So back to the contractor’s potential claim…his roof had suffered some relatively minor damage, and there was a leak on the ceiling of his dining room, which was next to the foyer. The damage on the roof was not extensive, but there was damage on more than one side of the roof,  The shingles were about 15 years old, they were not very pliable, many could not be repaired without creating additional damage to other shingles that were not damaged to begin with, and even if they could, the repairs would be fairly unsightly. On the interior, the water leak created a stain only about 1 foot in diameter, but it was near a wall which would necessitate a drywall repair,  The wall would then need to be painted, and the ceiling texture would need to be replaced.

It was not a desired scenario because the amount of damage was relatively minor, but the expense to properly repair the roof and interior would be much more significant had just a few facts and home features been different. Typically, insurance companies and their adjusters tend to dwell on this disparity between the amount of actual damage, and the expense of proper repairs. When they see damages that would only total $500 if the circumstances were different (for example, a roof that could be repaired and a leak in the middle of a small room), but are now totaling over $20,000, many of them have a hard time agreeing that the valid claim is $20,000, and not $500. I discussed the pros and cons of this particular claim with the contractor, and let him know I would be willing to pursue the claim if he wanted to go that route. However, I also let him know I felt we could be in for a battle.

But when the company adjuster came out to meet me at the property, I did not assume an attack position, or come at him with guns blazing. Instead, I guided him through the facts, calmly explaining why I felt the entire roof would have to be replaced based on the conditions present.  I even acknowledged that the damage was relatively minor in relation to the amount of repairs I was proposing. I talked to him about things we had in common – places where we worked, and people we might both know. I talked to him as a co-worker would, bouncing ideas and suggestions off him, but always coming to the conclusion that ultimately, the entire roof would have to be replaced, the ceiling would have to be retextured, and the walls repainted. He did not dispute anything I was saying, but would not commit to it all either. In the end, he said, he needed to submit his findings to his supervisor, and they would make the final determination together.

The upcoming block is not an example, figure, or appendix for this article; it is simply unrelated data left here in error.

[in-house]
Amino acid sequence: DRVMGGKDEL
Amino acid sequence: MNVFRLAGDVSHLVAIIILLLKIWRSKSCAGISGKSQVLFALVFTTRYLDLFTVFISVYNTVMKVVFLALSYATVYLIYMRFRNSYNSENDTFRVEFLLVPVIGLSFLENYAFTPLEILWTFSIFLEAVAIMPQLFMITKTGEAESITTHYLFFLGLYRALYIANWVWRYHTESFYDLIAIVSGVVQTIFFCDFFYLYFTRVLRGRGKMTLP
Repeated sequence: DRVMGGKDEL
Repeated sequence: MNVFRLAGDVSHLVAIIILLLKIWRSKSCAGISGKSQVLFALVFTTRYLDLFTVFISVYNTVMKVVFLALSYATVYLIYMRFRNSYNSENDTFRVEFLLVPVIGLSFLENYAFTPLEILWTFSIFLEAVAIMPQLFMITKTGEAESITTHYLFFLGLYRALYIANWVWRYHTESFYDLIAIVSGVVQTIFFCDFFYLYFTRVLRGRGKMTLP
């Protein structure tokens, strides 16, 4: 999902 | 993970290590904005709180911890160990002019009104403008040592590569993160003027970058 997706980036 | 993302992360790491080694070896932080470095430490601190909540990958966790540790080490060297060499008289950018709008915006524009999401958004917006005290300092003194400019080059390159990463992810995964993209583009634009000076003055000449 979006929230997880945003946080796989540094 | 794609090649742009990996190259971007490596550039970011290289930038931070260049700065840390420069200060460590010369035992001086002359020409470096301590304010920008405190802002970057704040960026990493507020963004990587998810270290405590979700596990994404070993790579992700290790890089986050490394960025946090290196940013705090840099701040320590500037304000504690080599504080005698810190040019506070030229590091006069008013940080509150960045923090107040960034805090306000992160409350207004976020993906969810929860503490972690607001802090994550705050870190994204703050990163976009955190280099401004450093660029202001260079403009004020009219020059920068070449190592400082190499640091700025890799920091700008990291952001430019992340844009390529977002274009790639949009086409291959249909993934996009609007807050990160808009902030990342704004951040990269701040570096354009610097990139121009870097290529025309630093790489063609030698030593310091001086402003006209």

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When I told the contractor how much my estimate was for, he seemed quite surprised, and said he would be happy if he could get half that much. I told him not to worry, and before long, the insurance company was offering less than what I proposed (naturally), but already much more than half of my estimate. We eventually agreed on a number that was below my initial figure, but not by much. Needless to say, the contractor was very happy with the result, and has since referred several customers to my company. Those claims have also gone well.

The moral of my story today is to keep chipping away. I chipped away at the contractor who was reluctant to refer my service to his customers, until such time as he was presented with an opportunity to try me out for himself. Once satisfied beyond his own expectations, he felt confident in referring my company to others. Similarly, I chipped away at the opposing adjuster, taking a friendly approach to what could have easily been an adversarial situation, finding common ground and using facts and reason to lead him to a conclusion he would likely not find plausible on his own. When chipping away, you can use a chisel, a sledgehammer, or dynamite (or all three). All may be effective. Different people use different methods to chip away, but I find the chisel works best with my personality. What works best for you?

Mark Goldwich is president of Gold Star Adjusters, a group of public insurance adjusters dedicated to helping citizens get the maximum settlement for any insurance claim.   

Not Ready for Prime Time (viewer discretion advised)